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10

Basically, the rule you read was incomplete. It's pronounced as sht (from now on / Ét/) if the cluster is at the start of a syllable. Some examples: entstehen Strom still Just like any other rule in the German language, there are exceptions. I picked still previously on purpose to show that orthography is not always to be trusted. Mostly because of ...


6

No, these words are not exceptions. The phenomenon you are observing is quite common. The rule that you are quoting holds also when words are composed or used with a prefix: ver-stehen (prefix "ver", base word "stehen"), Ein-stein (it's a name anyway, but same principle), aus-steigen, Fahr-stuhl (composition of "fahren" and "Stuhl") and so on.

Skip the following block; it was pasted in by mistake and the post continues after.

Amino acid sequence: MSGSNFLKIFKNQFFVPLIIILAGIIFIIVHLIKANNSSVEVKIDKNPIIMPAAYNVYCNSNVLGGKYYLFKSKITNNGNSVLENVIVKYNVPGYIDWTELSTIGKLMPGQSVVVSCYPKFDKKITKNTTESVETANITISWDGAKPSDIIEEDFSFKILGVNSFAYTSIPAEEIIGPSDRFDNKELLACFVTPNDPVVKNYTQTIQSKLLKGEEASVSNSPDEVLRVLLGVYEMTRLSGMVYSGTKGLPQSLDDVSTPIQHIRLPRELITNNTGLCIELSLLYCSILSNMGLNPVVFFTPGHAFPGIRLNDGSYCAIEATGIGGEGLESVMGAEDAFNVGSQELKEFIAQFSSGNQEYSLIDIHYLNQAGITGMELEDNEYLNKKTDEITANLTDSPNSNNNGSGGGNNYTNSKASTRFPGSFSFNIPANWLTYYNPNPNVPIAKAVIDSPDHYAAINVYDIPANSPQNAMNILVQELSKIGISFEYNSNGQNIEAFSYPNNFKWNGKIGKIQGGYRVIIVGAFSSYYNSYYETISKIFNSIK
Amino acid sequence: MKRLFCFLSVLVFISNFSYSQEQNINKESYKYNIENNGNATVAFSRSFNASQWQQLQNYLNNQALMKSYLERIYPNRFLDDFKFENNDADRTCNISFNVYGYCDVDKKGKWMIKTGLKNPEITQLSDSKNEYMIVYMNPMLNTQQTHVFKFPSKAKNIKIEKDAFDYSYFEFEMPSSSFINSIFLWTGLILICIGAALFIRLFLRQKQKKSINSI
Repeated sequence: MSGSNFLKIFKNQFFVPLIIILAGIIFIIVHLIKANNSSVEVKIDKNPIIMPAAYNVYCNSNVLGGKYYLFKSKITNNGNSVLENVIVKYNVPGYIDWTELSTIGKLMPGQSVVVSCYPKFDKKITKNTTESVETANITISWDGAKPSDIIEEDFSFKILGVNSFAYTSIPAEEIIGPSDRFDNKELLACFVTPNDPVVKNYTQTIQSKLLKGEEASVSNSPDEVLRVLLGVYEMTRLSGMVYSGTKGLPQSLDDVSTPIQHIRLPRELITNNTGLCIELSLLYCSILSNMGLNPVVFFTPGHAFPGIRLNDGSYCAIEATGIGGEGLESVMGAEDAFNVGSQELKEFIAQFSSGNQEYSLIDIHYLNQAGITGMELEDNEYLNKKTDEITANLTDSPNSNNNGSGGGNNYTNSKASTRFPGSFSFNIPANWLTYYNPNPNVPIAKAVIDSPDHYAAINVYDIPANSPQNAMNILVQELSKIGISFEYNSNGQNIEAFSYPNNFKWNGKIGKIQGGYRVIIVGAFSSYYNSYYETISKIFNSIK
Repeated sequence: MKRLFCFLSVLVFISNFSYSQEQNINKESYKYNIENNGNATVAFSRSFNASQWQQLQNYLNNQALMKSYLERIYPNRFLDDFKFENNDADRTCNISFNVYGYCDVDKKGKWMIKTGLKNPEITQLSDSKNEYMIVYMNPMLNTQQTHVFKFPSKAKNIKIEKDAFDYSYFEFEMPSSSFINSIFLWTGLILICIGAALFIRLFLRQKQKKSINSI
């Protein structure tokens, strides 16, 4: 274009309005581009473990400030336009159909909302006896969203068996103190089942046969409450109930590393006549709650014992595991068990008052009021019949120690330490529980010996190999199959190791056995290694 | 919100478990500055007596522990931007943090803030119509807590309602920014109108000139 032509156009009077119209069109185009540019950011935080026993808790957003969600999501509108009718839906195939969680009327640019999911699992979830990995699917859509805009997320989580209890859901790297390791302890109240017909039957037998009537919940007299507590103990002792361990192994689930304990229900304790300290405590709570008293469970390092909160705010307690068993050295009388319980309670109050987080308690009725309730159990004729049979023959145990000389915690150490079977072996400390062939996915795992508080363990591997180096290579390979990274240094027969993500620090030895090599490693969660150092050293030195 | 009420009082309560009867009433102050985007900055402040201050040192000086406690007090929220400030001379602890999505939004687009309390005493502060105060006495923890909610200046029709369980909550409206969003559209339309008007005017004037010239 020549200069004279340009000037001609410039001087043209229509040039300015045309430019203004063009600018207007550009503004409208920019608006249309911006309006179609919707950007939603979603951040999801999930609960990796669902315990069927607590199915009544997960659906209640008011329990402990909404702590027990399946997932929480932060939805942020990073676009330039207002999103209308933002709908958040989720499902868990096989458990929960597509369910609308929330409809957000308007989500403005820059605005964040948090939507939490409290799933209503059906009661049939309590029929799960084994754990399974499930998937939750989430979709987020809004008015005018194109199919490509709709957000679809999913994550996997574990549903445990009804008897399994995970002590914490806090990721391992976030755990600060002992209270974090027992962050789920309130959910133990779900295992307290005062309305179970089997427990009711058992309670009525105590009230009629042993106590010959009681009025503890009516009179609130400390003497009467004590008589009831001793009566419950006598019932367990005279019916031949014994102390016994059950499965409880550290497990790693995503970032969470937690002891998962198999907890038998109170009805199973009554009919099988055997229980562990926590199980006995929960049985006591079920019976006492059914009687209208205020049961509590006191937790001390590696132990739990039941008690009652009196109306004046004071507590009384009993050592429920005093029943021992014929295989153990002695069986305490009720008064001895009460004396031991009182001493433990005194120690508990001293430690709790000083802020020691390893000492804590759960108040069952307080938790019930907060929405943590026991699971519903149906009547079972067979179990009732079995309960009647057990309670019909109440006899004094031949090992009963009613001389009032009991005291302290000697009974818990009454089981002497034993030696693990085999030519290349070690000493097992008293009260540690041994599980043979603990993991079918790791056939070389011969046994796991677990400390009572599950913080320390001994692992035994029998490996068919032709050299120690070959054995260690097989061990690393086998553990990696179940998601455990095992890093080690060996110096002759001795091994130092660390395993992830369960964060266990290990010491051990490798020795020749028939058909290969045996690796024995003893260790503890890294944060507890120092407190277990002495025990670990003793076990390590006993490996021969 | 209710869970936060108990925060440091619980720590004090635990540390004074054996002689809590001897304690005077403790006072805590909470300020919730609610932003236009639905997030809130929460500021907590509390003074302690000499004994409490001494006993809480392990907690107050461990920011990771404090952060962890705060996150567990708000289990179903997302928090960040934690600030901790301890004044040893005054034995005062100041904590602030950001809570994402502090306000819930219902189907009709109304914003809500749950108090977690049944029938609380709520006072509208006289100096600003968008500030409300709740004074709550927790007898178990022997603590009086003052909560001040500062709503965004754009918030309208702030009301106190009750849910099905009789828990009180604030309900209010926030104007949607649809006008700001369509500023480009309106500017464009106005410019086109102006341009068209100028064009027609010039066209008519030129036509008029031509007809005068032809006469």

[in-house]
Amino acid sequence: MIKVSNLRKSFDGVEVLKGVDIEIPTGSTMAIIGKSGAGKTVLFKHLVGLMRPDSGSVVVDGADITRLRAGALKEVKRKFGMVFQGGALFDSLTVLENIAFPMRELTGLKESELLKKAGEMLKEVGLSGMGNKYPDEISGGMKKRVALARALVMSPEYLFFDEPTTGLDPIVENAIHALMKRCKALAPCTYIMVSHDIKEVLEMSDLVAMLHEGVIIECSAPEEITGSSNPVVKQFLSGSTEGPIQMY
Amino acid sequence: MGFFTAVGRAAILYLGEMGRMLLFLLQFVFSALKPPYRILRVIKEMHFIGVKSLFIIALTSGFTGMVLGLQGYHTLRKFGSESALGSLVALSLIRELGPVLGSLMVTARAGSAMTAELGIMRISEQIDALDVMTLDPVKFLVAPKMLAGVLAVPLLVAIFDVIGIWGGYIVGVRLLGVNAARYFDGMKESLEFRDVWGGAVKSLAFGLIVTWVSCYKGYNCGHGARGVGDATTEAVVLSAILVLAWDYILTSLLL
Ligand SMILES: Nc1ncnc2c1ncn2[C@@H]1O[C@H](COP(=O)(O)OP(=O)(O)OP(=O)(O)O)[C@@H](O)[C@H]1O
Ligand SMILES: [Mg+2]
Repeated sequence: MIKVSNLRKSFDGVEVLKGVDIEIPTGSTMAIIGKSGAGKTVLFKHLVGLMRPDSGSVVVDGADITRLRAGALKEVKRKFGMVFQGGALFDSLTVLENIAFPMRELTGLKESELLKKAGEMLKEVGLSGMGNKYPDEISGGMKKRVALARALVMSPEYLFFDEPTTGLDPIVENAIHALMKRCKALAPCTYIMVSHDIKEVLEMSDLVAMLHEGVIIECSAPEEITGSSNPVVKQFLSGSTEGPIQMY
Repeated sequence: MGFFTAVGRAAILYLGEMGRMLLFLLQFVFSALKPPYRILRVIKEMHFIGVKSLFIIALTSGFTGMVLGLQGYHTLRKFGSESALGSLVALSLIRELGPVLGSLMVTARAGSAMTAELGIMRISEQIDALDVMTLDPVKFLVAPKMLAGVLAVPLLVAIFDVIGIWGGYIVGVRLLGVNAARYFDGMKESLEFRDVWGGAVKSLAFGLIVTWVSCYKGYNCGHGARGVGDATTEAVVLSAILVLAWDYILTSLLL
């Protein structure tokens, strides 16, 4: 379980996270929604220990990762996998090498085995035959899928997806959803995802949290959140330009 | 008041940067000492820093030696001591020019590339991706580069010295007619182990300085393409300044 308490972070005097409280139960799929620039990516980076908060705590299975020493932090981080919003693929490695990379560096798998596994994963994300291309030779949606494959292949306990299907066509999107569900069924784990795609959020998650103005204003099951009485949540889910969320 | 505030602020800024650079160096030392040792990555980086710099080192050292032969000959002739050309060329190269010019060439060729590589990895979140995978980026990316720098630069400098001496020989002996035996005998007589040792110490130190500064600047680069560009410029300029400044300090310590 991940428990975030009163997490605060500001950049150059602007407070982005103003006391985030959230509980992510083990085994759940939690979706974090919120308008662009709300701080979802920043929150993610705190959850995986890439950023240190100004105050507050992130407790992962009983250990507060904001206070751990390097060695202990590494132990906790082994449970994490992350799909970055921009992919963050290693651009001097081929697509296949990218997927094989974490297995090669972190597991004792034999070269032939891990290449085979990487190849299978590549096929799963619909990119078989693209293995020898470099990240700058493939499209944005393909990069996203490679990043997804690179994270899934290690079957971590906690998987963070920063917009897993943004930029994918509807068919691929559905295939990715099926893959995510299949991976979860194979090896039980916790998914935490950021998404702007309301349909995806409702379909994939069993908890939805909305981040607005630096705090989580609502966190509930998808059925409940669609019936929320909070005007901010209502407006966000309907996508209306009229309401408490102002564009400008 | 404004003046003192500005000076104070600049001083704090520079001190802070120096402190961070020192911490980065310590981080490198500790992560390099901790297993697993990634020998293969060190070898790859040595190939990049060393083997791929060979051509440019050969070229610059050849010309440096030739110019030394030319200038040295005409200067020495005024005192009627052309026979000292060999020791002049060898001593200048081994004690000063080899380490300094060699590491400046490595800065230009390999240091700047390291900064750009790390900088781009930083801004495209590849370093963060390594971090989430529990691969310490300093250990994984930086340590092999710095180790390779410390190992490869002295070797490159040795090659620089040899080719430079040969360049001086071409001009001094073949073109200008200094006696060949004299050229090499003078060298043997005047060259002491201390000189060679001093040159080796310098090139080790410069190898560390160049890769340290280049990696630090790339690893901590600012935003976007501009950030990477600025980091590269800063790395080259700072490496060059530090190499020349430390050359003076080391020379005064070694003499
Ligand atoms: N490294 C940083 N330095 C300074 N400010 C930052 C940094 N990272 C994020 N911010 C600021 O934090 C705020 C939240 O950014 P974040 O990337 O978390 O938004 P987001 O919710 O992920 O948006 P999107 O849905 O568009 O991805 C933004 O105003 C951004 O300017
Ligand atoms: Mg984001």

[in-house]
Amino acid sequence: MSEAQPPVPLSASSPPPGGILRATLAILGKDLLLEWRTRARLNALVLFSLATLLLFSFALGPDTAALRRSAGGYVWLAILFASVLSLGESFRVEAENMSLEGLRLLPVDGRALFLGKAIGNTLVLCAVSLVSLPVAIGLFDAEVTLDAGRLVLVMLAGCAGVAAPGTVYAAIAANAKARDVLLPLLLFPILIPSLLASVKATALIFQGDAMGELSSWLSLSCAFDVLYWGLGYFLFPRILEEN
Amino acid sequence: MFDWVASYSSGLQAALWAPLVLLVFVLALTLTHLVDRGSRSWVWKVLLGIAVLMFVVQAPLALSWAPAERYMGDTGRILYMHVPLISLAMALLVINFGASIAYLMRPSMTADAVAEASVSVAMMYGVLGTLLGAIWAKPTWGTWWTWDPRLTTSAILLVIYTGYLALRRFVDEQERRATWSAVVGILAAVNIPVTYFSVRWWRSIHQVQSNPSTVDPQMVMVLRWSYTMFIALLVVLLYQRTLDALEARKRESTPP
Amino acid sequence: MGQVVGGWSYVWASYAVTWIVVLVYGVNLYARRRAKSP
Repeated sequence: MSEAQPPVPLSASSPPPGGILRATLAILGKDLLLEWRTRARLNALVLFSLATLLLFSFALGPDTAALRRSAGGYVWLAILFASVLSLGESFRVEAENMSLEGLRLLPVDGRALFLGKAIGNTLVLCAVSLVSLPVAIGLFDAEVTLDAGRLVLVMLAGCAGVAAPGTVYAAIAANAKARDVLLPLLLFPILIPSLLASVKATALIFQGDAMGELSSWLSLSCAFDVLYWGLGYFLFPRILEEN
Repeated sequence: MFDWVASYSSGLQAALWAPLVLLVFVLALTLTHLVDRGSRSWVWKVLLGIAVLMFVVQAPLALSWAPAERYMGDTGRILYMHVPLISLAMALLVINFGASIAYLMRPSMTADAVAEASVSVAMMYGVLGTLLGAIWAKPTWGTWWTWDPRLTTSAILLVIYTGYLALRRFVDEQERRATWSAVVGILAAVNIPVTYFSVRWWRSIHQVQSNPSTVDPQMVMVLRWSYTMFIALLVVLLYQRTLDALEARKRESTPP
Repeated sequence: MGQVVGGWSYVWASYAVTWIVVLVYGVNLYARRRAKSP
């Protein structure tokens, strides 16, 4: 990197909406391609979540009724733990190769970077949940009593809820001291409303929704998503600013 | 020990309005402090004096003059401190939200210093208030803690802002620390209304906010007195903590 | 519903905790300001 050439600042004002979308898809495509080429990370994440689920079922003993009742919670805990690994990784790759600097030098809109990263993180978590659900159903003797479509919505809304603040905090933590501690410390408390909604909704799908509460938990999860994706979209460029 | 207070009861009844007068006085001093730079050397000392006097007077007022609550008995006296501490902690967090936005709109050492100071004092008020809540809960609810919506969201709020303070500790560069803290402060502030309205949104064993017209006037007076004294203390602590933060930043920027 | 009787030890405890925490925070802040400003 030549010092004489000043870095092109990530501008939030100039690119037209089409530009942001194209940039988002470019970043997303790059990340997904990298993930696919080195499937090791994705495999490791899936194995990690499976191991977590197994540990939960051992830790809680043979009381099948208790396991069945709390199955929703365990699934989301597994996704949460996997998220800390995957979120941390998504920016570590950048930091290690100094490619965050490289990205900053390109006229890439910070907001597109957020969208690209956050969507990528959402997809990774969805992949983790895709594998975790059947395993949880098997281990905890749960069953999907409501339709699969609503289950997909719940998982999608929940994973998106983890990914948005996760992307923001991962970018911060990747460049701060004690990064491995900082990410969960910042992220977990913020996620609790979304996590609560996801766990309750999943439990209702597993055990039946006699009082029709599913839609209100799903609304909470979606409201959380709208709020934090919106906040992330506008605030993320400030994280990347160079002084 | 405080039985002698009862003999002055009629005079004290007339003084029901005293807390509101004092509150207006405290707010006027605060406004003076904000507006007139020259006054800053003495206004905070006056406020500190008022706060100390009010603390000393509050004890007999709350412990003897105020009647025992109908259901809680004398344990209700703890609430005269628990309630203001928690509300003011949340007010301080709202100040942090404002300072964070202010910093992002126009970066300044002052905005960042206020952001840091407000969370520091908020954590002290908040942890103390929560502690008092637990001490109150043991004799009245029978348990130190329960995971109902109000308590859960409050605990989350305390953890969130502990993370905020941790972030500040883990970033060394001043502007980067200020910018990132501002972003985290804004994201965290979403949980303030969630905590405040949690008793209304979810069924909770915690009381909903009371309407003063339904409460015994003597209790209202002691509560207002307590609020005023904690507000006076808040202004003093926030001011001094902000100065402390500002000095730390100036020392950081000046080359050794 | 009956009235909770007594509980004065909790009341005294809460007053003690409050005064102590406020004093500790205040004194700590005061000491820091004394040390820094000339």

2

At first: there are some German dialects (in the hanseatic region), where st and sp is not pronounced sht and shp respectively but at face value. I agree with clinch, that in most cases and most regions, it is pronounced sht and shp. Unfortunately there are exceptions, especially at the end of a word (Last, Lust, Mast, fast, List), if the s is doubled to ...



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